The table legs attached to the frame can be made from various materials, but it is preferable to use melts, especially aluminium or aluminium alloys. They can be realized as massive solid sections, but it is preferable to use hollow sections combined from an interior and an exterior pipe. The hollow section economizes on material and weight and is yet highly stable. Moreover, it opens a wide range of configurations and possible later rearrangements for the table legs. The table legs can at their upper end be formed in such a way, that they may interlock with a frame section's slot by e.g. clamping, plugging or screwing. But it is preferable to have the table legs interlock with the above-described adapter at their upper ends, and be fastened onto the frame through this adapter. An especially simple and effective arrangement of the adapter and the table leg is achieved, when the reception opening of the adapter and the upper end of the table leg are conic. When the table leg and the adapter may be inserted into one another, they are justified against a common axis and, in the overlapping region, the the interior surface of the table leg and the exterior surface of the adapter are immediately adjacent to each other. This generates sufficient friction, so that the table leg is, while still releasable, tightly received and justified in the adapter. What is especially advantageous is that so extra tools are necessary for bringing about this connection.
According to one preferable implementation, the table legs are realized as a hollow section with an interior and exterior pipe and contain a slot in the exterior sections, which consists in a slot opening and a cavity located between the exterior and interior pipe. The slot may accommodate fastening elements, on which further desk accessories such as paper baskets or depositing surfaces for printers or computers can be attached. The depositing surfaces are usually fastened to two or more table legs so as to assure the necessary tilting security.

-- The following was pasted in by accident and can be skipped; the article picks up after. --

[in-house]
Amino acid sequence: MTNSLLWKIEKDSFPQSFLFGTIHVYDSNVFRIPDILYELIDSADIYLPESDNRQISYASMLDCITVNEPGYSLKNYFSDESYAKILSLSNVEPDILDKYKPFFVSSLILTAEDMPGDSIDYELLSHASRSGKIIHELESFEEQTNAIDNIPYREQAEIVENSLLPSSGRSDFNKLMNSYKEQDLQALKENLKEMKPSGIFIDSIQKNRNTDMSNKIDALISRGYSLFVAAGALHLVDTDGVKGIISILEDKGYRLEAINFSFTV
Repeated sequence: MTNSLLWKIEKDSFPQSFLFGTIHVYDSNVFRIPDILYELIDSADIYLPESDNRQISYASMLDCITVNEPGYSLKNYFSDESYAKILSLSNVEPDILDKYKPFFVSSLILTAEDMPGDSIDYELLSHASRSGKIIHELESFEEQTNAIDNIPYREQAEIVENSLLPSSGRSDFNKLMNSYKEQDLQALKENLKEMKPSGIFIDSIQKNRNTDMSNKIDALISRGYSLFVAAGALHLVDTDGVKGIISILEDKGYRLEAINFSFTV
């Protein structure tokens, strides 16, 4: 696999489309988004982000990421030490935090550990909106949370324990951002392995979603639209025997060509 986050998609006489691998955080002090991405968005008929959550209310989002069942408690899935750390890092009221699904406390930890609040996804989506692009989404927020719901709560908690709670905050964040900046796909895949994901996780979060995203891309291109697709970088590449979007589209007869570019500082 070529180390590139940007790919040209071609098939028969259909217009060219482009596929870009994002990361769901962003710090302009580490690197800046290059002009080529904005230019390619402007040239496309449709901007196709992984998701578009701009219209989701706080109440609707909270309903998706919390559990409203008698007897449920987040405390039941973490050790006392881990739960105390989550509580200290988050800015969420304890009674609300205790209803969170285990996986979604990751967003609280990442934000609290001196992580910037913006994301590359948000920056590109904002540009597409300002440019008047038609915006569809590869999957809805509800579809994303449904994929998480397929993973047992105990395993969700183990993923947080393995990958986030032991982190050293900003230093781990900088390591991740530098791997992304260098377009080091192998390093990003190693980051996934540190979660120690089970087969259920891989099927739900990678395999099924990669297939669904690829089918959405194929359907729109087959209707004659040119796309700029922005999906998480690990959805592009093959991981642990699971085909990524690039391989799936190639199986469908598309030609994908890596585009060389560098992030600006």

The table plate or another plate that is to be attached to the frame is preferably fastened by a plug-socket connection. The socket may be realized as a tapering reception opening which is continued by a ledge with an extension connected thereto. The plug is preferably cylindric with two sections of unequal diameter. The low-diameter section may be equipped with a screwing thread and may be screwed into a bore provided for this purpose on the lower side of the table plate or another plate. The high-diameter section is preferably equipped with a slot on its free end, in which an elastic ring, preferably an oval snap ring, is inserted. "Elastic ring" below generally refers to a round or oval ring with a flat or round cross section, which is elastically deformed under pressure. The ring needn't be closed completely, it can typically be a snap ring. When the plug and the socket are inserted into each other, the plug's elastic ring engages behind the socket's ledge. Connecting and disconnecting the frame and the plate can be done by exerting pressure on the upper and lower side of the plate, i.e. by striking with the fist.